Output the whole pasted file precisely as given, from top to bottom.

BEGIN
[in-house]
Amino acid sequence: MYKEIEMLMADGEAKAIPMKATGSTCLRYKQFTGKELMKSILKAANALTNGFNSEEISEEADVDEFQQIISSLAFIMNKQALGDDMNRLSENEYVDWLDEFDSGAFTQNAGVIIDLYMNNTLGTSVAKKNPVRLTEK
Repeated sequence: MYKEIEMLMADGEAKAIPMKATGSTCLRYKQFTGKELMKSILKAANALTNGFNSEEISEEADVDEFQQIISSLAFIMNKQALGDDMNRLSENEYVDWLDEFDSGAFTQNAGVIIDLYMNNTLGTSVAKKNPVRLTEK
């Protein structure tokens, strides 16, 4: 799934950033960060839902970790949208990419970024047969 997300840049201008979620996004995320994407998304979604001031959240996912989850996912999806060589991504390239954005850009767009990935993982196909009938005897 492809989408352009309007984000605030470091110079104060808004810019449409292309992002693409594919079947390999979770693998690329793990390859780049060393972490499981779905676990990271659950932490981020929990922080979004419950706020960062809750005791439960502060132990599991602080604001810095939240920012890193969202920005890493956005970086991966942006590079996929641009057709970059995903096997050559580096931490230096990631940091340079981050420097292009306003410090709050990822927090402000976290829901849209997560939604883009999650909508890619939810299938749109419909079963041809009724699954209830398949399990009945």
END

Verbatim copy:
[in-house]
Amino acid sequence: MYKEIEMLMADGEAKAIPMKATGSTCLRYKQFTGKELMKSILKAANALTNGFNSEEISEEADVDEFQQIISSLAFIMNKQALGDDMNRLSENEYVDWLDEFDSGAFTQNAGVIIDLYMNNTLGTSVAKKNPVRLTEK
Repeated sequence: MYKEIEMLMADGEAKAIPMKATGSTCLRYKQFTGKELMKSILKAANALTNGFNSEEISEEADVDEFQQIISSLAFIMNKQALGDDMNRLSENEYVDWLDEFDSGAFTQNAGVIIDLYMNNTLGTSVAKKNPVRLTEK
């Protein structure tokens, strides 16, 4: 799934950033960060839902970790949208990419970024047969 997300840049201008979620996004995320994407998304979604001031959240996912989850996912999806060589991504390239954005850009767009990935993982196909009938005897 492809989408352009309007984000605030470091110079104060808004810019449409292309992002693409594919079947390999979770693998690329793990390859780049060393972490499981779905676990990271659950932490981020929990922080979004419950706020960062809750005791439960502060132990599991602080604001810095939240920012890193969202920005890493956005970086991966942006590079996929641009057709970059995903096997050559580096931490230096990631940091340079981050420097292009306003410090709050990822927090402000976290829901849209997560939604883009999650909508890619939810299938749109419909079963041809009724699954209830398949399990009945």